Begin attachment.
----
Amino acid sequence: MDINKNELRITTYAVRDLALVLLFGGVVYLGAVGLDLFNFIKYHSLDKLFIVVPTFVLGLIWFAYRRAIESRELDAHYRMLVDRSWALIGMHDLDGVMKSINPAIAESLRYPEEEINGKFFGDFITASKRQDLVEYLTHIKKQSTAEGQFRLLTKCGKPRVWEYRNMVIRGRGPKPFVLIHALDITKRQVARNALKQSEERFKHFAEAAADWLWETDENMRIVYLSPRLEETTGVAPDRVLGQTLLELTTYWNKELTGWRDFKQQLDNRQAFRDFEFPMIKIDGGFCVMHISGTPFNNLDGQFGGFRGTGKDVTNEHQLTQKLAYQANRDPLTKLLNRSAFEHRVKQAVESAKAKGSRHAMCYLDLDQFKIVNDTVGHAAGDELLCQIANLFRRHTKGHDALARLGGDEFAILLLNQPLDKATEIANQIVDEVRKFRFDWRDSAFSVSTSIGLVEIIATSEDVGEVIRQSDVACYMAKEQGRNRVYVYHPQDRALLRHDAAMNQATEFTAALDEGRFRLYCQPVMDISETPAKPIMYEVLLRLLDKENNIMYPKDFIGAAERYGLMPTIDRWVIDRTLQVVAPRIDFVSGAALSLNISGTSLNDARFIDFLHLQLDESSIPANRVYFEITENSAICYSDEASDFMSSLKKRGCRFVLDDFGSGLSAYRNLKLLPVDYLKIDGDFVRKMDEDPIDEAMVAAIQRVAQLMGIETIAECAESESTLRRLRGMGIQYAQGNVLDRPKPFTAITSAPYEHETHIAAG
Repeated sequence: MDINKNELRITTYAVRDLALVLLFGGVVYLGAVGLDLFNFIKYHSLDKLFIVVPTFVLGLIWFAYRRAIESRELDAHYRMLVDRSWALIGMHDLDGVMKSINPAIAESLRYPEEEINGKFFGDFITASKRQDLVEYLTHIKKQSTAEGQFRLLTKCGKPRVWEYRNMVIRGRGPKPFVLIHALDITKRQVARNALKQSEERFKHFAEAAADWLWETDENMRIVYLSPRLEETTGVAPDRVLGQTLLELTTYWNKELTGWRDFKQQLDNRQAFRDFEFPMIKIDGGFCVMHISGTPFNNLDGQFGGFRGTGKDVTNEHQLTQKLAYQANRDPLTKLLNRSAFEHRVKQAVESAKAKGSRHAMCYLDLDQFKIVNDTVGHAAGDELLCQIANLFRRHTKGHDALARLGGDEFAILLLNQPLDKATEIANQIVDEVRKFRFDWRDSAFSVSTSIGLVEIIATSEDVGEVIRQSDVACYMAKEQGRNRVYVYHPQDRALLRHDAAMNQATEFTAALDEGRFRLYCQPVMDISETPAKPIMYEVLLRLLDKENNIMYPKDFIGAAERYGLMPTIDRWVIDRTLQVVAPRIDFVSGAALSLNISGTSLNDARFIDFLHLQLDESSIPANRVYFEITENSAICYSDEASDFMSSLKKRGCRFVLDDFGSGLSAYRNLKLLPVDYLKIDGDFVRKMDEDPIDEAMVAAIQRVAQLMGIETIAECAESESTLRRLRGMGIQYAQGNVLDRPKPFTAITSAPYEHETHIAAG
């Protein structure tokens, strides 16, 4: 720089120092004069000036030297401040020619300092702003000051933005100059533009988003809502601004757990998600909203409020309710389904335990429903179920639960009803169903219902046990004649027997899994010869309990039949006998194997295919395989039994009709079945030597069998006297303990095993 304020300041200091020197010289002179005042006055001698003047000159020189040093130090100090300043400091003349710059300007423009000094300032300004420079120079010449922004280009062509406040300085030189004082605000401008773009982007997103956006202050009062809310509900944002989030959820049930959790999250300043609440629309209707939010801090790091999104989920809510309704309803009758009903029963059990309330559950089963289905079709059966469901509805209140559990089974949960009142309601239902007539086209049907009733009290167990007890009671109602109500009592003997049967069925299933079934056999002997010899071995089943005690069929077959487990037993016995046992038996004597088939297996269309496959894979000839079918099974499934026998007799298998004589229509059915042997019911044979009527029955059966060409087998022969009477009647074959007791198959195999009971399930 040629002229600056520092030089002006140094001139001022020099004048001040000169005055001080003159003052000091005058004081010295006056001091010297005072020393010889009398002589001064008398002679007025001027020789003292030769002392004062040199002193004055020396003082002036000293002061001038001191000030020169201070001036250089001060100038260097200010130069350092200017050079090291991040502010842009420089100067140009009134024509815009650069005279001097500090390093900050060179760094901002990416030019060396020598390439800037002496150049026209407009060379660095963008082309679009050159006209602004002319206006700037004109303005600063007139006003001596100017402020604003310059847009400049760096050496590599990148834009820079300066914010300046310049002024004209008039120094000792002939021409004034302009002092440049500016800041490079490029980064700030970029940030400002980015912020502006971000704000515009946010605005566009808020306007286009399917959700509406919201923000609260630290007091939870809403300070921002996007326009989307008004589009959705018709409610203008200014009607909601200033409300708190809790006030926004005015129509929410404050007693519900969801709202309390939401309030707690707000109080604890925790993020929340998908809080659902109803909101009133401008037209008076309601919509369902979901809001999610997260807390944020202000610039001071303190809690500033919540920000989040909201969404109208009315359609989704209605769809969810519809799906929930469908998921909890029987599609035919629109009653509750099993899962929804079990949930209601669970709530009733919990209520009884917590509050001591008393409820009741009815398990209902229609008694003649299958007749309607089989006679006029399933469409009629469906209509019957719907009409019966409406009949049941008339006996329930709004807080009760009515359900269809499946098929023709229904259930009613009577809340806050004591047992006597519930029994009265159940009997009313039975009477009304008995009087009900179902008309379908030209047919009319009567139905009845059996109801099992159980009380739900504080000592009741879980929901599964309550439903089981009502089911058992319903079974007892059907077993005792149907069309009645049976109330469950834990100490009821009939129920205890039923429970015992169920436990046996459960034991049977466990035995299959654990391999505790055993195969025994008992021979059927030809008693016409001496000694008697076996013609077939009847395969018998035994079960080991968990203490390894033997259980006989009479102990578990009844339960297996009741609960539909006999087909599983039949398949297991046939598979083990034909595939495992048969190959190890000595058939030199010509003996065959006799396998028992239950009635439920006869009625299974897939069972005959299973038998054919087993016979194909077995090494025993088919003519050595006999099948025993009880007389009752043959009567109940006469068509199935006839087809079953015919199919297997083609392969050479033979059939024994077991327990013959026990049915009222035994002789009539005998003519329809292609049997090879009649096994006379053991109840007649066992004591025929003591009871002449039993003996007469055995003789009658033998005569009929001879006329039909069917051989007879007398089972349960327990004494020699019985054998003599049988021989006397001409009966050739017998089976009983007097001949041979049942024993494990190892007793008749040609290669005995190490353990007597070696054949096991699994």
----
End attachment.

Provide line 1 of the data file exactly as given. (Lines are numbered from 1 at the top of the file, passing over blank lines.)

Amino acid sequence: MDINKNELRITTYAVRDLALVLLFGGVVYLGAVGLDLFNFIKYHSLDKLFIVVPTFVLGLIWFAYRRAIESRELDAHYRMLVDRSWALIGMHDLDGVMKSINPAIAESLRYPEEEINGKFFGDFITASKRQDLVEYLTHIKKQSTAEGQFRLLTKCGKPRVWEYRNMVIRGRGPKPFVLIHALDITKRQVARNALKQSEERFKHFAEAAADWLWETDENMRIVYLSPRLEETTGVAPDRVLGQTLLELTTYWNKELTGWRDFKQQLDNRQAFRDFEFPMIKIDGGFCVMHISGTPFNNLDGQFGGFRGTGKDVTNEHQLTQKLAYQANRDPLTKLLNRSAFEHRVKQAVESAKAKGSRHAMCYLDLDQFKIVNDTVGHAAGDELLCQIANLFRRHTKGHDALARLGGDEFAILLLNQPLDKATEIANQIVDEVRKFRFDWRDSAFSVSTSIGLVEIIATSEDVGEVIRQSDVACYMAKEQGRNRVYVYHPQDRALLRHDAAMNQATEFTAALDEGRFRLYCQPVMDISETPAKPIMYEVLLRLLDKENNIMYPKDFIGAAERYGLMPTIDRWVIDRTLQVVAPRIDFVSGAALSLNISGTSLNDARFIDFLHLQLDESSIPANRVYFEITENSAICYSDEASDFMSSLKKRGCRFVLDDFGSGLSAYRNLKLLPVDYLKIDGDFVRKMDEDPIDEAMVAAIQRVAQLMGIETIAECAESESTLRRLRGMGIQYAQGNVLDRPKPFTAITSAPYEHETHIAAG